LA STAMPA

At Thailand-Laos Border, A Shadow Economy Thrives

In northwestern Laos, Chinese businesses dominate the Ton Pheung district, a special economic zone that has become a hub for all kinds of trafficking.

TON PHEUNG — A silhouette of the casino's golden domes and gaudy crown appears in the distance, standing out like a sore thumb against the landscape of lush tropical hills in this northwestern corner of Laos. The Ton Pheung district is part of a special economic zone (SEZ) — deep in Southeast Asia's drug-producing Golden Triangle — and the enormous Kings Roman Casino is its beating heart.

Just across the Mekong river from Thailand, Ton Pheung is just a stone's throw from where the borders of Laos, Myanmar, and Thailand meet. To the northeast is the border with China, and Chinese citizens have come to dominate and the surrounding province of Bokeo.

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Laos, A Risky Cleaning Job In The World's Most Bombed Country

A brave group of women are taking on the enormous task of finding and destroying millions of unexploded bombs in Laos, the most heavily bombed country, per capita, in the world.

XIANGKHOUANG — The women from the bomb-clearing team use loud speakers to warn the locals when there is about to be an explosion.

These women are on the front line of a campaign to clear up to 80 million unexploded bombs in Laos. Their metal detectors make a buzzing sound each time they find something.

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In Laos, Dawn's First Light Meets Mekong Rhythms

LUANG PRABANG — As they say, the early bird gets the worm. Luang Prabang, the former royal capital of Laos and a UNESCO world heritage site since 1995, is one of those early morning cities — not necessarily calm, but where a walk at the crack of dawn is very satisfying. As early as 5 a.m., the first colorful tuk-tuks begin roaming the city, buzzing like lawn mowers. The market is being installed on the main street, giving the town a Katmandu-of-the-hippy-years feel.

This is the time of the day when the first tourists start gathering in the main street to attend Tak Bat, a ritual ceremony of the Bhikkhu, or Buddhist monks. With bare feet, saffron-robed and alms bowls in hand, they begin a long walk around their monastery to beg for the khao niao, the sticky rice that inhabitants donate daily. The ceremony can look a little like a Disneyland parade, as tourists are not always aware that these young monks are observing a religious rite.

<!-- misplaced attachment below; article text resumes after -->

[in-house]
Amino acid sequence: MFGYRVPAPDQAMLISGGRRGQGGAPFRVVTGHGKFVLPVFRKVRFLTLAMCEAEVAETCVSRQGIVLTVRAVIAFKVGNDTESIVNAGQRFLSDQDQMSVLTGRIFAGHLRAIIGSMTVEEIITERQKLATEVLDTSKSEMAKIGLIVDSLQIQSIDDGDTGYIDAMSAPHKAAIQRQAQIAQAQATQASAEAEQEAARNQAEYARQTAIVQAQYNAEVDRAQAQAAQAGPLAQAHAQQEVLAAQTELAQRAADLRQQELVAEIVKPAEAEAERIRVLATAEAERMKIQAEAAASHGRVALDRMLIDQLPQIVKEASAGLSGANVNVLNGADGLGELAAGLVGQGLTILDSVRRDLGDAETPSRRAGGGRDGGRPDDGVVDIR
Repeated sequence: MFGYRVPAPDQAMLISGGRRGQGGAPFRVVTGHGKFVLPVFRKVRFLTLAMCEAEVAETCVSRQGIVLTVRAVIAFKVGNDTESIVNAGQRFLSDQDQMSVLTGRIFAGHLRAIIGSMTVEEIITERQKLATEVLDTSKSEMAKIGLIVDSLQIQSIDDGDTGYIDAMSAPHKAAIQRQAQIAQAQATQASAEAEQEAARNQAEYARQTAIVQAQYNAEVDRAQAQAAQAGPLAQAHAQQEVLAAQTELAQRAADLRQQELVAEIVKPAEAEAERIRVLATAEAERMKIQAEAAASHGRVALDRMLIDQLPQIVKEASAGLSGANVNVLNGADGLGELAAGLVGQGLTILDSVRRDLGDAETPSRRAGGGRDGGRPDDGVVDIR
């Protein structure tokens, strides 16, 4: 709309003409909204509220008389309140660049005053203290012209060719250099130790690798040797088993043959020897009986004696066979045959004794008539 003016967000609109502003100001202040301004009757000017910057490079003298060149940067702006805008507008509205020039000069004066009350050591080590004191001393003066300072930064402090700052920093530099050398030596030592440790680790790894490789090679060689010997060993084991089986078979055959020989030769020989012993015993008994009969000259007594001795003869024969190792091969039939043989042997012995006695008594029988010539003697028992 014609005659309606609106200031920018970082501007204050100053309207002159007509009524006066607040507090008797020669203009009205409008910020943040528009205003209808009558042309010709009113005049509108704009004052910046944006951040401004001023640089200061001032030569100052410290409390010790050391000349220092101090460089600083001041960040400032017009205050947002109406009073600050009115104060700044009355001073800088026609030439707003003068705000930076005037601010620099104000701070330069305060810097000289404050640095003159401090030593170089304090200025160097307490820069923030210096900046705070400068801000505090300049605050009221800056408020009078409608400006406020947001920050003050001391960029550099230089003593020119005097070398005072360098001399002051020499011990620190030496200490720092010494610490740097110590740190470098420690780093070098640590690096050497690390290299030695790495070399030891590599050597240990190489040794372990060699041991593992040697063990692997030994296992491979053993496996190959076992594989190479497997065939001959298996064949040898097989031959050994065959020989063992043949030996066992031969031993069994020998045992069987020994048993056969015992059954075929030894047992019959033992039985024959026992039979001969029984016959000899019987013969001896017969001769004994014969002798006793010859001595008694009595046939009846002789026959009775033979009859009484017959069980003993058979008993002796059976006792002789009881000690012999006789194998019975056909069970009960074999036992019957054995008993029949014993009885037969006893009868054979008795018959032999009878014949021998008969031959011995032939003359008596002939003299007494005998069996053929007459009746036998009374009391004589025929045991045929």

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The Dark Side Of Laos, As An Activist Vanishes Without A Trace

Police are monitoring traffic from a small wooden gatehouse in eastern Vientiane, on the outskirts of the Laotian capital. It was here nearly one year ago, opposite the Indian embassy, that 62-year-old Sombath Somphone mysteriously disappeared. The rural development promoter and farmers' rights activist hasn't been heard from since.

On Dec. 15, 2012, Somphone was driving behind his wife’s car in his Jeep. He was stopped by a traffic officer for an identity check. The policeman spoke with him through the car door. Somphone then stepped out and walked towards the gatehouse. Soon after, a man got off his motorcycle and climbed into Somphone’s Jeep and drove off.

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Geopolitics
Bruno Philip

The Sleepy Kingdom Comes Alive: Laos Rushes To Modernize

VIENTIANE - The feeling of lethargy still lingers in the streets of old Vientiane. Things, however, are beginning to change: the time for indolence is over.

The capital of Laos, on the banks of the Mekong River, is brushing off its image as a sleepy, colonial market town by hosting the Asia-Europe Meeting (ASEM) this week. Vientiane, a city of 500,000 residents, is now discovering the symptoms of modernization that are recurrent in the "emerging" economies of Asia: traffic jams, a property boom, the growth of the middle class and the nouveaux riches who have unashamedly risen to wealth.

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Future

Daddy Longlegs In Laos May Be Biggest Spider Species Ever

HAMBURGER ABENDBLATT, SENCKENBERG INSTITUT (Germany)

Worldcrunch

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